A multigenerational community-based clinical trial links the risk of high blood pressure in individuals to early onset hypertension in their parents. Blood pressure measurements collected from serial examinations were used to determine the genetic relation of early onset hypertension to risk cardiovascular death.
The relevance of genetic factors is increasingly recognized as an important factor for making more accurate clinical diagnosis. This is especially true in cases of complex conditions, such as hypertension and high blood pressure. These multifactorial heterogeneous conditions tend to have different forms that manifest due to a combination of lifestyle choices and genetic predisposition.
Hypertension (HT), commonly known as high blood pressure, is a condition that causes blood to flow through vessels with a greater force than normal. HT can strain the heart, damage blood vessels, and increase risk of heart attack, stroke and death. It is a complex and heterogeneous condition that presents in two forms – early onset and late onset hypertension.
A recent study published in The BMJ supports the claim that cases of early-onset hypertension in parents are linked to the development of HT in offspring. This genetic link might make it possible to diagnose HT with more certainty. More importantly, this association acts an important factor for establishing the risk of HT during clinical diagnosis. In a case-control study conducted at the Framingham Heart Study, blood pressure measurements were collected from two generations of participants. The parents (first generation) included 5209 individuals of the adult population of Framingham who participated in biennial examination that began in 1948. The progeny cohort (offspring) included 5124 participants, who were re-examined eight years after the initial examination in 1971, and then every four years. All participants provided information about their medical history and medication use, and underwent a medical examination and laboratory analysis for cardiovascular risk factors.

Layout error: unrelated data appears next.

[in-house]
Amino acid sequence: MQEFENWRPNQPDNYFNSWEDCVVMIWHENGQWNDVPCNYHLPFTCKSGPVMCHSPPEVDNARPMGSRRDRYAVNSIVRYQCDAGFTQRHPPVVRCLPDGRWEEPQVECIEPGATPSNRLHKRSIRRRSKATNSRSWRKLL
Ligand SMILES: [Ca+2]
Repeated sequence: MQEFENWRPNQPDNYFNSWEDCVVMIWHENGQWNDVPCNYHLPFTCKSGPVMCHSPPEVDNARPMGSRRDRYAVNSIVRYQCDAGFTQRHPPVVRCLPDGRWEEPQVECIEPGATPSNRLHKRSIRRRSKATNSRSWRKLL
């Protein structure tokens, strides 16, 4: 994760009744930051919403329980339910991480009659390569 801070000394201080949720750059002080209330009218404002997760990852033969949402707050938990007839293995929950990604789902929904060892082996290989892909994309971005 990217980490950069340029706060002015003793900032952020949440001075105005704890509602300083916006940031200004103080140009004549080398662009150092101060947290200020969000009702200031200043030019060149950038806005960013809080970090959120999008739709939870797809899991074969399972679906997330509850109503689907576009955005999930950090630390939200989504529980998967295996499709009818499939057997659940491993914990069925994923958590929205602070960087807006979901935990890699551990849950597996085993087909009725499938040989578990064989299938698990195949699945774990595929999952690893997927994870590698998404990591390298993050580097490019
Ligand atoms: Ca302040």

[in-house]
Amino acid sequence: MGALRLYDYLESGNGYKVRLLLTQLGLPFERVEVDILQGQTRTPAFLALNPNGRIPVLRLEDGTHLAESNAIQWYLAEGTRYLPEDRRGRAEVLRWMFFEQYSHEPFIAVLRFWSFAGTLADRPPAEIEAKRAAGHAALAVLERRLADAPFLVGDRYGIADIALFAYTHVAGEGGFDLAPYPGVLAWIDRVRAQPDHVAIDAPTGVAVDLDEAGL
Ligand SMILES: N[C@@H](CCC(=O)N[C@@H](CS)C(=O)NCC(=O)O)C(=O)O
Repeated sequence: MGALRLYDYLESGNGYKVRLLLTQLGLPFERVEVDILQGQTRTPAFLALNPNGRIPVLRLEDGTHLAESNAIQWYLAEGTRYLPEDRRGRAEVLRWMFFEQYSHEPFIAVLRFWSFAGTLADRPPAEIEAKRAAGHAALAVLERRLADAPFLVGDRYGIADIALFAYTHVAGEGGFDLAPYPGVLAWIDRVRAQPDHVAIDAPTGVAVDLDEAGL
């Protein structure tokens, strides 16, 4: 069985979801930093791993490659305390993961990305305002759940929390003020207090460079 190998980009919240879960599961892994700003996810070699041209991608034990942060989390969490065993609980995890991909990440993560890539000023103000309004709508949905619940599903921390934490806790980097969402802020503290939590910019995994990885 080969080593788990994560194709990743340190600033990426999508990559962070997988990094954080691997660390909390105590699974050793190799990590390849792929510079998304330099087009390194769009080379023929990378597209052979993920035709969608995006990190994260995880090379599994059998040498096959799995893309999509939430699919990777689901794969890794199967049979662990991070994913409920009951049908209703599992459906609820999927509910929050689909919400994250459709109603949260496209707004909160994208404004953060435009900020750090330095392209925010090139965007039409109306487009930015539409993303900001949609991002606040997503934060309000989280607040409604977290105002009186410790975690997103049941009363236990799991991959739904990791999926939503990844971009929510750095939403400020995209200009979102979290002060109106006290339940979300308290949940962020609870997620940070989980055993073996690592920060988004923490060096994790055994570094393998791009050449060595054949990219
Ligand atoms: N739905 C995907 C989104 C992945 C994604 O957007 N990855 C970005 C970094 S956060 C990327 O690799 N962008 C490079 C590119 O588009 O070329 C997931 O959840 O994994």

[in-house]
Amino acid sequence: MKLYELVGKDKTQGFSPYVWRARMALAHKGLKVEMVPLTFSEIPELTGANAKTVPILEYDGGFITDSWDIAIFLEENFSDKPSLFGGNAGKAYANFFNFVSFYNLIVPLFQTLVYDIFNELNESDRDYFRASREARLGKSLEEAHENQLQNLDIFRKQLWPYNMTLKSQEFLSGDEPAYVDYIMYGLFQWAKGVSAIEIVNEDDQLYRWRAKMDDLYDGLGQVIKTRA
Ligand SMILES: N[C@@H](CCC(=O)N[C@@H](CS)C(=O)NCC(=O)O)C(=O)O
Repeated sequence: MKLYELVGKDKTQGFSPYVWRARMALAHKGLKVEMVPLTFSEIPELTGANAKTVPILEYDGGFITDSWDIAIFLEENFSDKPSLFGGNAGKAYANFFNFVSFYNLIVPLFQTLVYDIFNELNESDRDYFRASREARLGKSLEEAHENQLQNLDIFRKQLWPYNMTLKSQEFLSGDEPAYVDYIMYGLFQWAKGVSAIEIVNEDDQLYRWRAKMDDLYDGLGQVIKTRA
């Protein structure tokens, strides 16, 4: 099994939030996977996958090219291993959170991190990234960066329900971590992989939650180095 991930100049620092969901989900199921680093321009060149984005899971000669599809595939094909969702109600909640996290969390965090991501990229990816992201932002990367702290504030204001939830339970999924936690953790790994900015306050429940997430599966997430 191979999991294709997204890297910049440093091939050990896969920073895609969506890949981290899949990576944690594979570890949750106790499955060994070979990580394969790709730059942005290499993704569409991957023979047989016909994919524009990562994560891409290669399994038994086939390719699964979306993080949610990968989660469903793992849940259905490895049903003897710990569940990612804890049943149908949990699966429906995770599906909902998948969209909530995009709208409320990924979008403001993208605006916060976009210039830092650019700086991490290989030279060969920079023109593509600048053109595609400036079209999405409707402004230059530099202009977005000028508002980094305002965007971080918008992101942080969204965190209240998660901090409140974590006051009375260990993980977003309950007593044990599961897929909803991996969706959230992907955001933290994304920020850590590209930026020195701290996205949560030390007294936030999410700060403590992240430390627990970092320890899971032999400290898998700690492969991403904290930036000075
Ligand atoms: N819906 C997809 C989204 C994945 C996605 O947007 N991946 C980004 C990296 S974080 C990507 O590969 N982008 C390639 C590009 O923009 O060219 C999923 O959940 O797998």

The main endpoint outcomes assessed the relationship between parental early onset HT (<55 years) and the incidence of HT in offspring, and how age is related to mortality cause. The results showed that parents with early, and not late onset HT are more likely to have children who develop HT and an increased risk of cardiovascular death. Moreover, the study highlights the importance of recording the age of onset of the affected parents during a clinical evaluation, as this information is important for blood pressure management in high-risk offspring. Although the study lacks specific information on interventions to prevent HT, it certainly highlights the significance of early onset HT and its association with the risk of developing a cardiovascular condition.
Written By: Akshita Wason, B. Tech, PhD